COVID-19 Day 21

COVID-19 Day 21:  My dad’s senior living community has been in quarantined for 21 days.  No outside visitors are welcome.  During these trying times of having to stay-at-home, social distancing and mask wearing, not seeing older family members is yet another stressor.  I have a co-worker whose mom tested positive and was quarantined to her room for 14 days.  She is now recovered and able to join the rest of the community.  The distancing from our loved ones who are the most at risk adds to the uncertainty of the current situation.

I talked to dad yesterday and his only question was “what is it like out there?”.  It seems like a funny question until you consider the isolation he is experiencing.  The information and misinformation on the news contradicts by the hour.  The view from his window is of the mall which has little to no activity due to the shutdown.  The world around him is almost non-existent in comparison to normal.  He doesn’t mention being concerned and I avoid asking because then I would have to face my own fears.

When I sit at home alone I can almost pretend things are normal.  Going through a regular daily routine causes me to forget.  Then I turn on the news and reality hits again.  Hearing of older, high risk patients going into the hospital and the family never seeing them again scares me.  Dad has COPD and asthma, a double whammy if he contracts COVID-19.  I hope for the best but fear the worst.  I can’t visit and if he gets sick, will I be able to see him before he goes into isolation?  If this nasty flu takes its toll, will I be like so many other family members who don’t get a chance to say good-bye?

So, what should we do?  Social distancing, washing hands and wearing a mask are now part of every day.  I call dad often and encourage other family members to do the same.  I suggested to the grandchildren that their art project could be to make signs and stand outside his building to show that we are here and thinking of him.   Maybe we can teach him to video chat, although we have failed in explaining it so far.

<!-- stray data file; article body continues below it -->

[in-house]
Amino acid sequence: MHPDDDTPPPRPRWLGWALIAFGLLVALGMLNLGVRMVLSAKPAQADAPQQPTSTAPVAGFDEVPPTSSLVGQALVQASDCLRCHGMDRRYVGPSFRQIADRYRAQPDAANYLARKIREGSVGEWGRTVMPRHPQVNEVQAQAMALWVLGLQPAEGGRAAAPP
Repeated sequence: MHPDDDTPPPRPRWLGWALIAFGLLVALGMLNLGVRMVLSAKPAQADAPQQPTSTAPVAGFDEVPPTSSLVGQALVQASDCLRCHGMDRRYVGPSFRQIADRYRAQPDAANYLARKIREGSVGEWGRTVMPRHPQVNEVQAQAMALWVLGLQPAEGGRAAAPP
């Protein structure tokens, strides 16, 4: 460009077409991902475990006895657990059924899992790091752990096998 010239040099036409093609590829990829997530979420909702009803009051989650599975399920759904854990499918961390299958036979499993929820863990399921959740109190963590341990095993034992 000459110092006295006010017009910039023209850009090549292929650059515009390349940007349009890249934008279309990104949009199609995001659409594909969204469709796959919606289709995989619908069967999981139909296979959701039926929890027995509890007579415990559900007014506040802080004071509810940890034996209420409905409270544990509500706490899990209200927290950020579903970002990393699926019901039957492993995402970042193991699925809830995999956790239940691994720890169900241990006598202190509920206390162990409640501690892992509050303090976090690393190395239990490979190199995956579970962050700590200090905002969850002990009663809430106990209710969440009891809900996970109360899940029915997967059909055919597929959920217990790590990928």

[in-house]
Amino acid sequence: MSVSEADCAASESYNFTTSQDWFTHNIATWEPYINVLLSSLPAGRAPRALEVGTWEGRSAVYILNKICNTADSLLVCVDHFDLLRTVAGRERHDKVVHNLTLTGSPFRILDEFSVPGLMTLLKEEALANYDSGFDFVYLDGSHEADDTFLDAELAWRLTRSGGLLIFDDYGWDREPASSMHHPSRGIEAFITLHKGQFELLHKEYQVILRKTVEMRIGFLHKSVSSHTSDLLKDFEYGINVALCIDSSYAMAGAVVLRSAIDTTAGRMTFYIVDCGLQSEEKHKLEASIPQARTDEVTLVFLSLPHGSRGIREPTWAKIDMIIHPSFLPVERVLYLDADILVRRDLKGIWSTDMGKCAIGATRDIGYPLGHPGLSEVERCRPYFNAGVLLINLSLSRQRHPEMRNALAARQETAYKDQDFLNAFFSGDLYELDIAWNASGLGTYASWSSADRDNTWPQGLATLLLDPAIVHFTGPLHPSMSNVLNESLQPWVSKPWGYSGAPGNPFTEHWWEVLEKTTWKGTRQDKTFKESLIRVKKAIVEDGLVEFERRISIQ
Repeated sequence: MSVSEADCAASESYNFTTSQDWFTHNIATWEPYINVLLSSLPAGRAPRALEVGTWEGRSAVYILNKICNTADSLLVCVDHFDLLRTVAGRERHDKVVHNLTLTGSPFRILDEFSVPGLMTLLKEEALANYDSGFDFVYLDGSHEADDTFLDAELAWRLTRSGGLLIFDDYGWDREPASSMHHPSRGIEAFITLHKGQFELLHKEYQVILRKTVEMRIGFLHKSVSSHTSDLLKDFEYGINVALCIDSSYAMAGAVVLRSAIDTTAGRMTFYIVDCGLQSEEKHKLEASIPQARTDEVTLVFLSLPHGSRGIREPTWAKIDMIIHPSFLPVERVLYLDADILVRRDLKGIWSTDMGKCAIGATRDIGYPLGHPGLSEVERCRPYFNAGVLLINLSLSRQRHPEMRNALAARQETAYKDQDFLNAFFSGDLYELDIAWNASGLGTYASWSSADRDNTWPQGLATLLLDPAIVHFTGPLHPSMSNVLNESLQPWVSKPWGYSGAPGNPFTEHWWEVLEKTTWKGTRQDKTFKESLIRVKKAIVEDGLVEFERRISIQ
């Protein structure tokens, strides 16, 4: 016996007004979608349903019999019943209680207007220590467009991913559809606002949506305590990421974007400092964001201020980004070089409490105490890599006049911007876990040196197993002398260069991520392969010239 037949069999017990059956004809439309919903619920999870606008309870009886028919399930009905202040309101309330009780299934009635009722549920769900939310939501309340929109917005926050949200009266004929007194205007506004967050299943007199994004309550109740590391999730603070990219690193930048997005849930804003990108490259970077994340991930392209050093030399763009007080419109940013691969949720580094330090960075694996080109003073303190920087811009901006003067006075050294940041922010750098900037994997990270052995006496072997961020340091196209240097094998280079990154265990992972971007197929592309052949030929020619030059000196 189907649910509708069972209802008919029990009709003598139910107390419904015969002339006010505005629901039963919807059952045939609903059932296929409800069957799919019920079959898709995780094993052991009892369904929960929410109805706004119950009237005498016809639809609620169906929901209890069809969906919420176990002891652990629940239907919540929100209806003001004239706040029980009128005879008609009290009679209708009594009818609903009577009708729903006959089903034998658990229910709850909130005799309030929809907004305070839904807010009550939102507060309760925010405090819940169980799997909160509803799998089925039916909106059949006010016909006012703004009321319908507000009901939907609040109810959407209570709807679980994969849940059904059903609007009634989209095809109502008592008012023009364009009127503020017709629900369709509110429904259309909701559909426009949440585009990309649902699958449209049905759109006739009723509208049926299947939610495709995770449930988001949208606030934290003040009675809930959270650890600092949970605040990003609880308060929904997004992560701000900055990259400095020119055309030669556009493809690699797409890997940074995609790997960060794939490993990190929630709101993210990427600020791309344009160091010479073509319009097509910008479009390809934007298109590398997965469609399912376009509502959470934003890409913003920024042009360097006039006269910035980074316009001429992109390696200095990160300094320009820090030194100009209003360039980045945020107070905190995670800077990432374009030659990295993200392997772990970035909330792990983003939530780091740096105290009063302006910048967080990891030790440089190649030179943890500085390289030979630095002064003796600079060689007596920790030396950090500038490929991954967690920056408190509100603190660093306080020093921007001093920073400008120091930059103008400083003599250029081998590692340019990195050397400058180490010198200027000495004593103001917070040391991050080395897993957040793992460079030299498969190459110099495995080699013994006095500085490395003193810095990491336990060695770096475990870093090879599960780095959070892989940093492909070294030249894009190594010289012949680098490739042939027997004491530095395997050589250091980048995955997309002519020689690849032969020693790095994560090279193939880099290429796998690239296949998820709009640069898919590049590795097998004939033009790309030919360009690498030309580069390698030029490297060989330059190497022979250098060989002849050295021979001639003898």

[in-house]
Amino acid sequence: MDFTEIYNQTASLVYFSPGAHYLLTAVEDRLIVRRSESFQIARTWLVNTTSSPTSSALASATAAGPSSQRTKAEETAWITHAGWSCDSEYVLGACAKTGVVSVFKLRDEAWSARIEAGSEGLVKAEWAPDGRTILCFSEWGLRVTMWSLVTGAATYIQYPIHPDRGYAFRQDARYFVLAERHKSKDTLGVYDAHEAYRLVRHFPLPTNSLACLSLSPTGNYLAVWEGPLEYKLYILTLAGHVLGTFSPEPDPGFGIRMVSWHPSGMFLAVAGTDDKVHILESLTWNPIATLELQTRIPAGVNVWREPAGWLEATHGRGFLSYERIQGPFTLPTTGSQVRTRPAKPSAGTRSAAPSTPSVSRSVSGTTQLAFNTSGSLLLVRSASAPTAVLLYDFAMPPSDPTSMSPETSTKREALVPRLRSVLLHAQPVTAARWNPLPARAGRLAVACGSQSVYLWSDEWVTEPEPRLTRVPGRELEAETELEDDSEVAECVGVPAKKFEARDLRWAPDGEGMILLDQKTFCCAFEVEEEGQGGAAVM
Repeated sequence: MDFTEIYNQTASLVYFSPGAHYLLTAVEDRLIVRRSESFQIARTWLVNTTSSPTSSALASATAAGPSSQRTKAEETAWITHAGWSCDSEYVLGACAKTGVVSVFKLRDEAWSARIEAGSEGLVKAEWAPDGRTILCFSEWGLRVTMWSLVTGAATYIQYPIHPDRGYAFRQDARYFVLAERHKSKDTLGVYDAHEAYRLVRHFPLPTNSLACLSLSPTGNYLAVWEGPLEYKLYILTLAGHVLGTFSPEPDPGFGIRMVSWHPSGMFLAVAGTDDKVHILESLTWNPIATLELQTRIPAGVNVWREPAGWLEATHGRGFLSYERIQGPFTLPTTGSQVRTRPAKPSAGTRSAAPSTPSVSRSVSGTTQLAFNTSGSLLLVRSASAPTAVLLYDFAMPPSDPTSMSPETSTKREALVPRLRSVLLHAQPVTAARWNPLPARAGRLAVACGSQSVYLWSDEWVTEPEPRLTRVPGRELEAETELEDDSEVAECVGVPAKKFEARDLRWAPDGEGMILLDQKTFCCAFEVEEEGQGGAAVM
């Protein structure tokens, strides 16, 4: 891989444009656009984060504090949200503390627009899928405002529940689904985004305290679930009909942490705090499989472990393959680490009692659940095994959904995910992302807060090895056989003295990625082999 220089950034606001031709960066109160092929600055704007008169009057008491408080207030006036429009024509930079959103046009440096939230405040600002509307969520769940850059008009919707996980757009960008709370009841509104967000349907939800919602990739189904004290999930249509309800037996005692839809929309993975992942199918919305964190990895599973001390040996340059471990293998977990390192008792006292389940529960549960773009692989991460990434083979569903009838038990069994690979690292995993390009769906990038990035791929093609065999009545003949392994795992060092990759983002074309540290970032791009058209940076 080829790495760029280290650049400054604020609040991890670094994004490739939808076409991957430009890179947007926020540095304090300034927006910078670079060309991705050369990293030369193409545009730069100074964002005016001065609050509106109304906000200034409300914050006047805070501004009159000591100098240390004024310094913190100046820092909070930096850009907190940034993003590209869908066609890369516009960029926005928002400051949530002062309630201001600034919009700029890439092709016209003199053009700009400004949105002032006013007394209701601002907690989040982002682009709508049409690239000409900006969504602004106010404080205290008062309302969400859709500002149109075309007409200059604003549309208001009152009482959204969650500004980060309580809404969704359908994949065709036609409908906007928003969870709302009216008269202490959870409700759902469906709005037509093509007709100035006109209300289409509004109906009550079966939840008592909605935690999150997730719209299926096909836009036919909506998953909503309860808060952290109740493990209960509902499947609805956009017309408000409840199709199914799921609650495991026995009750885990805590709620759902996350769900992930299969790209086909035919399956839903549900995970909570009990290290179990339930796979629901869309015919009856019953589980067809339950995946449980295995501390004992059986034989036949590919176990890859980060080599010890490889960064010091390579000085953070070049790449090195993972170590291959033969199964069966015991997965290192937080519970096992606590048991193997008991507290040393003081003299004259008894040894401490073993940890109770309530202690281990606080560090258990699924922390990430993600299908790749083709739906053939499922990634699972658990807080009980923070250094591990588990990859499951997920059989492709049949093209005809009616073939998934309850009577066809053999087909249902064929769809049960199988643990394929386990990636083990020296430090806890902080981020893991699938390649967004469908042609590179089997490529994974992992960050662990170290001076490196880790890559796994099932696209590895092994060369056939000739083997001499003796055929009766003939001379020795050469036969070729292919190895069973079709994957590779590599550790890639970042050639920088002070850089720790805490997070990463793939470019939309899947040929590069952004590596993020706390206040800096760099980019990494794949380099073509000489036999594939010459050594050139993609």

I do know that when I see him again I will hug him every time I see him.  I will take more time to ask how he is doing and go to see him more often.  We have all discovered things that we just took for granted.  We can only hope that the memory of this will stay long after the new “normal” settles in.

To my dad and family, I love you and miss seeing you.  Until we can hug again.

Introduction-Life with Dad: A Daughter’s Journey

 

I have often thought of writing about my experiences being the caregiver for my dad.  After much encouragement I am going to start.   It is estimated that one in five baby boomers care for an aging parent.  Often this happens right as we become empty nesters.  We raise our children and hopefully send them off on their own.  It’s time to enjoy the “golden years” and then it happens; mom and/or dad falls or becomes ill and life changes.

For me, it was a doctor’s appointment in January 2012.  Mom asked me to go to the doctor appointment with her to get the results from some tests done before the holidays.  I was not prepared for the news, but mom had her suspicions.  It was cancer, but not just any cancer it was Pancreatic.  I left the office and got in my car.  I drove through town crying the whole way home.  What now?? 

See, my mom was my dad’s caregiver.  He has dementia.   Life was about to change.

The last eight years have had their highs and lows.  There have been challenges both expected and unexpected.  I’ve learned about home healthcare, hospice, VA medical and even how to give shots in the abdomen.   Along the way I also learned about the issues many seniors face as they age.  My experiences are a major influence in my choice to help seniors and their families navigate later-in-life moves. 

My hope is to bring you a few laughs about my journey with dad along with insights and information about issues faced by seniors, their adult children and caregivers.  I would love to hear from you.  If you have questions, let me know and I will attempt to address them in future blogs.

Welcome to the journey.